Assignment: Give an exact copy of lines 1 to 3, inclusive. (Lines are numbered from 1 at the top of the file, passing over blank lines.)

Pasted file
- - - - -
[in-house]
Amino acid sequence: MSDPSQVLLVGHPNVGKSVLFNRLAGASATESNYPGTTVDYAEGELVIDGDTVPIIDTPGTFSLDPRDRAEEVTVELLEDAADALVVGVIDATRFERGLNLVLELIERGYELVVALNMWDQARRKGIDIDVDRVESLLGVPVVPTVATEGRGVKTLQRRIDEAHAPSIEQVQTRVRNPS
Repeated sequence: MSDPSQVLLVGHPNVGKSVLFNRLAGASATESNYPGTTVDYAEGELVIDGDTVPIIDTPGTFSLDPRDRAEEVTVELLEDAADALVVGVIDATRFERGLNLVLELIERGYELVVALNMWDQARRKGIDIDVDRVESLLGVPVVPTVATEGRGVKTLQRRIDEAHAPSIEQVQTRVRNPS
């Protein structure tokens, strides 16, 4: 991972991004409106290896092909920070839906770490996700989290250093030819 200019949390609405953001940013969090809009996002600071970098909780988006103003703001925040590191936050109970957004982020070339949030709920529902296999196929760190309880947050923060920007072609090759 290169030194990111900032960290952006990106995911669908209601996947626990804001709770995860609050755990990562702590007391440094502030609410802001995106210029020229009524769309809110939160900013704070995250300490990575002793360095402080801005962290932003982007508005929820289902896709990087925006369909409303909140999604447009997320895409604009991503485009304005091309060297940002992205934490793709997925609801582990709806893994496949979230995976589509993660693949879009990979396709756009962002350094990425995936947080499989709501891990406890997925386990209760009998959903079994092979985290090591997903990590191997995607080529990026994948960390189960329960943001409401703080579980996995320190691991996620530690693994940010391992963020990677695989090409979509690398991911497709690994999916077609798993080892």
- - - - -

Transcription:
[in-house]
Amino acid sequence: MSDPSQVLLVGHPNVGKSVLFNRLAGASATESNYPGTTVDYAEGELVIDGDTVPIIDTPGTFSLDPRDRAEEVTVELLEDAADALVVGVIDATRFERGLNLVLELIERGYELVVALNMWDQARRKGIDIDVDRVESLLGVPVVPTVATEGRGVKTLQRRIDEAHAPSIEQVQTRVRNPS
Repeated sequence: MSDPSQVLLVGHPNVGKSVLFNRLAGASATESNYPGTTVDYAEGELVIDGDTVPIIDTPGTFSLDPRDRAEEVTVELLEDAADALVVGVIDATRFERGLNLVLELIERGYELVVALNMWDQARRKGIDIDVDRVESLLGVPVVPTVATEGRGVKTLQRRIDEAHAPSIEQVQTRVRNPS